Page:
"Not what I wanted"
In Israel and the West, it is called the Six Day War. In the Arab world, it is known as the June War or, simply, as "the Setback". Never has a conflict so short, unforeseen, and largely unwanted by both sides so transformed the world. The Yom Kippur War, the war in Lebanon, the Camp David accords, the controversy over Jerusalem and Jewish settlements in the West Bank, the intifada, and the rise of Palestinian terror are all part of the outcome of those six days.
"A fascinating acoount of the politics of a war"
In Chatter, Patrick Radden Keefe investigates the international eavesdropping alliance known as Echelon, sorting facts from conspiracy theories to determine just how much privacy Americans unknowingly sacrifice in the name of greater security.
Power is shifting - from large, stable armies to loose bands of insurgents, from corporate leviathans to nimble start-ups, and from presidential palaces to public squares. But power is also changing, becoming harder to use and easier to lose. As a result, argues award-winning columnist and former Foreign Policy editor Moisés Naím, all leaders have less power than their predecessors, and the potential for upheaval is unprecedented.
Prominent English social critic Peter Hitchens writes of the period between the death of Winston Churchill and the funeral of Princess Diana, a time he believes has seen disastrous changes in English life. The Abolition of Britain is bitingly witty and fiercely argued, yet also filled with somber appreciation for what the idea of England has always meant to the West and to the world.
"what can i say ?"
The ninth edition of this widely acclaimed text has been extensively revised to reflect the latest scholarship and the most recent events in the Middle East. As an introduction to the history of this turbulent region from the beginnings of Islam to the present day, the book is distinguished by its clear style, broad scope, and balanced treatment.
"clear, comprehensive and informative"
In The Righteous Mind, social psychologist Jonathan Haidt explores the origins of our divisions and points the way forward to mutual understanding. His starting point is moral intuition - the nearly instantaneous perceptions we all have about other people and the things they do. These intuitions feel like self-evident truths, making us righteously certain that those who see things differently are wrong. Haidt shows us how these intuitions differ across cultures, including the cultures of the political left and right.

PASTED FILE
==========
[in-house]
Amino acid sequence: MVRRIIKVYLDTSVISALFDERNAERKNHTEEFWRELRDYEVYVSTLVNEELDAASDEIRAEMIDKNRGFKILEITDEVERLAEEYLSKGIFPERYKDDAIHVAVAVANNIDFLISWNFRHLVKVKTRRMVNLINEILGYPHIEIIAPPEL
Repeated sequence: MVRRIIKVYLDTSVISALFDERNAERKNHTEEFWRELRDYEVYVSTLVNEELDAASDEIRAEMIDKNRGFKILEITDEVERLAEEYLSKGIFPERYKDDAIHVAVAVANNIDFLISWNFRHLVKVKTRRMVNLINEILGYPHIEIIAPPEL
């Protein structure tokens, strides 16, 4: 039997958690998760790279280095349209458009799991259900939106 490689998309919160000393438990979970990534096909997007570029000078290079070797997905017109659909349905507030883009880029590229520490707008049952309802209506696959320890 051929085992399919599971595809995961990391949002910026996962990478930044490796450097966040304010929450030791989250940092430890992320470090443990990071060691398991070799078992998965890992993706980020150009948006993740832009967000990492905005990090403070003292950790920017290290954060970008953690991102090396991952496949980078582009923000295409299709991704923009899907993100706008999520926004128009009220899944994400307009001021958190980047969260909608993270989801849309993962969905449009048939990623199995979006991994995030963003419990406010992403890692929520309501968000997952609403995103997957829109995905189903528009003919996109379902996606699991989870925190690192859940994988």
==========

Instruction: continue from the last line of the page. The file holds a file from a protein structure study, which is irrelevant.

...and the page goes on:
"Forty-four percent of the American population is convinced that Jesus will return to judge the living and the dead sometime in the next 50 years," writes Sam Harris. "Imagine the consequences if any significant component of the U.S. government actually believed that the world was about to end and that its ending would be glorious. The fact that nearly half of the American population apparently believes this...should be considered a moral and intellectual emergency."
"The middle ground of the extreme perspective"
Completely revised and updated to tackle today's issues, the 10th Anniversary Edition not only explains what framing is and how it works but also reveals why, after a brief stint of winning the framing wars in the 2008 elections, the Democrats have gone back to losing them, and what can be done about it. In this powerful new volume, George Lakoff delves into the issues that will dominate the midterm elections in 2014, the coming presidential elections, and beyond.
Considering the role of justice in our society and our lives, Michael Sandel reveals how an understanding of philosophy can help to make sense of politics, religion, morality - and our own convictions. Breaking down hotly contested issues - from abortion, euthanasia, and same-sex marriage to patriotism, dissent, and affirmative action - Sandel shows how the biggest questions in our civic life can be broken down and illuminated through reasoned debate.
"An accessible introduction to political philosophy"
Noam Chomsky's backpocket classic on wartime propaganda and opinion control begins by asserting two models of democracy - one in which the public actively participates, and one in which the public is manipulated and controlled. According to Chomsky, "propaganda is to democracy as the bludgeon is to a totalitarian state", and the mass media is the primary vehicle for delivering propaganda in the United States.